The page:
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Metabolic syndrome and all-cause mortality, cardiac events, and cardiovascular events: a follow-up study in 25,471 young- and middle-aged Japanese men.
Eur J Cardiovasc Prev Rehabil. 2011 Aug; 18(4):574-80.EJ

Abstract

AIM

The association between subjects with metabolic syndrome (MS) who were considered not to require medication by their attending physicians and all-cause mortality, ischemic heart disease (IHD) and cardiovascular disease (CVD) remains unknown and should be clarified.

METHODS AND RESULTS

This is an observational longitudinal cohort study with a median follow-up of 7.5 years performed for 25,471 Japanese men aged 20-61 years who were not on medication. We used a modified definition of MS from the Japanese Society of Internal Medicine and the NCEP ATPIII, both of which employed body mass index instead of waist circumference. MS was associated with increased rates of all-cause death (adjusted hazard ratio (HR): 4.88 [95% confidence interval, 2.96-7.66]), IHD (3.17 [1.06-7.65]), and CVD (2.63 [1.32-4.72]). In contrast, overweight subjects with no component or one component had similar rates to subjects of normal weight. Any combination of the three MS components was associated with significantly greater rates of all-cause mortality (HR: 3.18-11.2) and IHD (HR: 3.17-8.24), whereas blood pressure elevation plus dyslipidaemia was associated with a significantly higher rate of CVD (HR: 3.27). In any endpoint, MS defined by Japanese criteria had higher HRs than defined by NCEP ATP III criteria.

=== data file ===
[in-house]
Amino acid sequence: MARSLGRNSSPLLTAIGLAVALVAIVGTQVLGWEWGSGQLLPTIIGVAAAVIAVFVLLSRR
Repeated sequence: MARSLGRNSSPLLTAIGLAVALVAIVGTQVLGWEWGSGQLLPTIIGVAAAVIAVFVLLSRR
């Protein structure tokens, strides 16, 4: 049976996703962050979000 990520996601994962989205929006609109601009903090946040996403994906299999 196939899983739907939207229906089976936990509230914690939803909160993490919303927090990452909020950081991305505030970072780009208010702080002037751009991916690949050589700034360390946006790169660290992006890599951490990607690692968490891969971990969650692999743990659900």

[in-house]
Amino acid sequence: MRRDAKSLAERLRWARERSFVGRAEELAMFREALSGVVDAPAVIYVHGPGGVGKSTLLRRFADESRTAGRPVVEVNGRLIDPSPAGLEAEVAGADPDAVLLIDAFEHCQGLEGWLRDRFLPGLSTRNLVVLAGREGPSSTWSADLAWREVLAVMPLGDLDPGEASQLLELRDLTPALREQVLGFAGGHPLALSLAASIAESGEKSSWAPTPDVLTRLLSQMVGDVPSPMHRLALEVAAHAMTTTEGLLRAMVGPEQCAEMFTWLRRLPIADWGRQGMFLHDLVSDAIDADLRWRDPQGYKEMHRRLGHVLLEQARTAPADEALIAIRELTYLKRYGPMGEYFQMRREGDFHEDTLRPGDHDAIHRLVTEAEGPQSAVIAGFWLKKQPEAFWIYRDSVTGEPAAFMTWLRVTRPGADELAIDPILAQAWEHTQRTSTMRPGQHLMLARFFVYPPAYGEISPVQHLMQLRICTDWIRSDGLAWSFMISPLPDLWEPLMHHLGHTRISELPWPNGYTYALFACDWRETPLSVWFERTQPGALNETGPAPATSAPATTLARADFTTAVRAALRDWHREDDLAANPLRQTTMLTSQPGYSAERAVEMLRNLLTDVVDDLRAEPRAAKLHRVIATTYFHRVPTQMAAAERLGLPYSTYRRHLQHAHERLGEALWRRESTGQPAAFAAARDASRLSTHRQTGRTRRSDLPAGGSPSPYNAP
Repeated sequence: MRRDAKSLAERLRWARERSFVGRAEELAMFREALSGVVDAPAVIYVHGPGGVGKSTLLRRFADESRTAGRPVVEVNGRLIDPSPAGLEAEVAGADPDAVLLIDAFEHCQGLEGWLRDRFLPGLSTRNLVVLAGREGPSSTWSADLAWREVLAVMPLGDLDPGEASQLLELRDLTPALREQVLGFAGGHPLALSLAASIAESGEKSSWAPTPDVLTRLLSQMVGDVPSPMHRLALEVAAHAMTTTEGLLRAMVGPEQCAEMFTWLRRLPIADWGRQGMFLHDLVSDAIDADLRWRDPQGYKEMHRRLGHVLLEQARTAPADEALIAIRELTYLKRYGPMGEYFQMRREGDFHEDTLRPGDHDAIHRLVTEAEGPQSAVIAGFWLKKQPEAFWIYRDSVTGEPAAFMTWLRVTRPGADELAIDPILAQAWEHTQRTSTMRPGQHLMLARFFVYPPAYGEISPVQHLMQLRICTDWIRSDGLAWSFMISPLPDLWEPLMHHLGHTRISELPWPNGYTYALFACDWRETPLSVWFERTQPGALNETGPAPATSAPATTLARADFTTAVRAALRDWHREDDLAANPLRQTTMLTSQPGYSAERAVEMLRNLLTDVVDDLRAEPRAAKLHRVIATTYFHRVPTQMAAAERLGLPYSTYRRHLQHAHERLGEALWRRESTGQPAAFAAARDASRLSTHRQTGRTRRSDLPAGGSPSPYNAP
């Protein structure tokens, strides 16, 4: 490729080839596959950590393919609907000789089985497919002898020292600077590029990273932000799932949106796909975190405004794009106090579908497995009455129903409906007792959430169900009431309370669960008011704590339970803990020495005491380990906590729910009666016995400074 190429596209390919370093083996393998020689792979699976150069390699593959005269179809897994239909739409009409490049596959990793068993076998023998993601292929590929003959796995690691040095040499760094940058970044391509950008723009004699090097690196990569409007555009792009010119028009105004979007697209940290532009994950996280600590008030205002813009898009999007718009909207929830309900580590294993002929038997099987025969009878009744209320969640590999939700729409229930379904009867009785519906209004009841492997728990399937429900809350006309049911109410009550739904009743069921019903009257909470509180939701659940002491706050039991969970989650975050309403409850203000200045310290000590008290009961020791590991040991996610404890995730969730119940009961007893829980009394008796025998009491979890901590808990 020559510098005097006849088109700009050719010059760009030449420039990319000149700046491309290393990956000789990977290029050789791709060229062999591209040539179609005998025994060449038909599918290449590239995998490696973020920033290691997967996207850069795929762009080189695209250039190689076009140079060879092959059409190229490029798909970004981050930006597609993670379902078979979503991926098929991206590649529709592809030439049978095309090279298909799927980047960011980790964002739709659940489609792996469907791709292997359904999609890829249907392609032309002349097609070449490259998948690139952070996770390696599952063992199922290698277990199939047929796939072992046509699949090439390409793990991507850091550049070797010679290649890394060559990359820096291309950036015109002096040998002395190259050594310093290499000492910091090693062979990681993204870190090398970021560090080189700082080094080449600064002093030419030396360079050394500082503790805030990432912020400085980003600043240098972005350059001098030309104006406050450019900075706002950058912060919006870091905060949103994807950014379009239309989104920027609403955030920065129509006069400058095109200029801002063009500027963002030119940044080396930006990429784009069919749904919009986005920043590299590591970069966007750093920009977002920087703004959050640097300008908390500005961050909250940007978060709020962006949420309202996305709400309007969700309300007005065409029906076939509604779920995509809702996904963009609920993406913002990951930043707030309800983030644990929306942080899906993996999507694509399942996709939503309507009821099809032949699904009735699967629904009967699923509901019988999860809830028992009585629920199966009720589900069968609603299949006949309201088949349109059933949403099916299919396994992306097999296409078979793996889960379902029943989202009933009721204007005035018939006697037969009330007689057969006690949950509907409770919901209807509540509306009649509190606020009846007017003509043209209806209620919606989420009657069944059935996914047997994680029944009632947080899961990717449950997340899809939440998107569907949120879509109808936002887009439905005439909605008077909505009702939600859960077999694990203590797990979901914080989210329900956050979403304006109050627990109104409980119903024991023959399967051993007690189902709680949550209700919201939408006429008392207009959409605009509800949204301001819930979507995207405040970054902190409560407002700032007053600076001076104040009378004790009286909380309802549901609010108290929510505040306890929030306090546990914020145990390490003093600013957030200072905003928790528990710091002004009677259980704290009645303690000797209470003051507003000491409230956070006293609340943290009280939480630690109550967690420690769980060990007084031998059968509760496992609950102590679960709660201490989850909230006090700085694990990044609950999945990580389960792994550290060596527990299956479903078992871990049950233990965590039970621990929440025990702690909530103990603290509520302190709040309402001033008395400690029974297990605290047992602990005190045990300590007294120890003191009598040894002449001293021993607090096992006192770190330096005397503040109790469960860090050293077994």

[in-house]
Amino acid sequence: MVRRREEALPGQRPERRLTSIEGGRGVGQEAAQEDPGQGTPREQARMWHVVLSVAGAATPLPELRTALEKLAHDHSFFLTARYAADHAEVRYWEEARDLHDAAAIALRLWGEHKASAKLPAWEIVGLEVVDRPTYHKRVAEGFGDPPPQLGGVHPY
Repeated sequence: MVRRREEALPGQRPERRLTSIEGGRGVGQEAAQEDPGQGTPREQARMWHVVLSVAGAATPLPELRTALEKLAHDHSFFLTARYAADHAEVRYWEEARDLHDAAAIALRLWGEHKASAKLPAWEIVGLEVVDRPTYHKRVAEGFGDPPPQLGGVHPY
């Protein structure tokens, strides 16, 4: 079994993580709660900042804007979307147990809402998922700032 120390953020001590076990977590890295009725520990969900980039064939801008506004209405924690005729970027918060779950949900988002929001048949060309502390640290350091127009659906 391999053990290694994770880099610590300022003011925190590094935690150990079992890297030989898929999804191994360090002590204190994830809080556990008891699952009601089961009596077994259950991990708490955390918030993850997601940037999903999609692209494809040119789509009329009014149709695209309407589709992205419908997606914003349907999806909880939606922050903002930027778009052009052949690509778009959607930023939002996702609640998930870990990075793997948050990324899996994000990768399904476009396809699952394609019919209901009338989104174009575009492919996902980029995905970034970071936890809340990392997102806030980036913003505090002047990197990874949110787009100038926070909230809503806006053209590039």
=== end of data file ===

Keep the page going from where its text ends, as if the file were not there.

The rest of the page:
CONCLUSION

Young and middle-aged Japanese men with MS who had been viewed as not needing medication already showed increased rates of all-cause mortality, IHD and CVD. Additionally, the event rate depended on the specific combination of metabolic syndrome components.

Authors+Show Affiliations

Department of Cardiology, Nagoya University Graduate School of Medicine, Nagoya, Japan. takahisa@med.nagoya-u.ac.jpNo affiliation info availableNo affiliation info availableNo affiliation info availableNo affiliation info availableNo affiliation info availableNo affiliation info availableNo affiliation info availableNo affiliation info availableNo affiliation info availableNo affiliation info available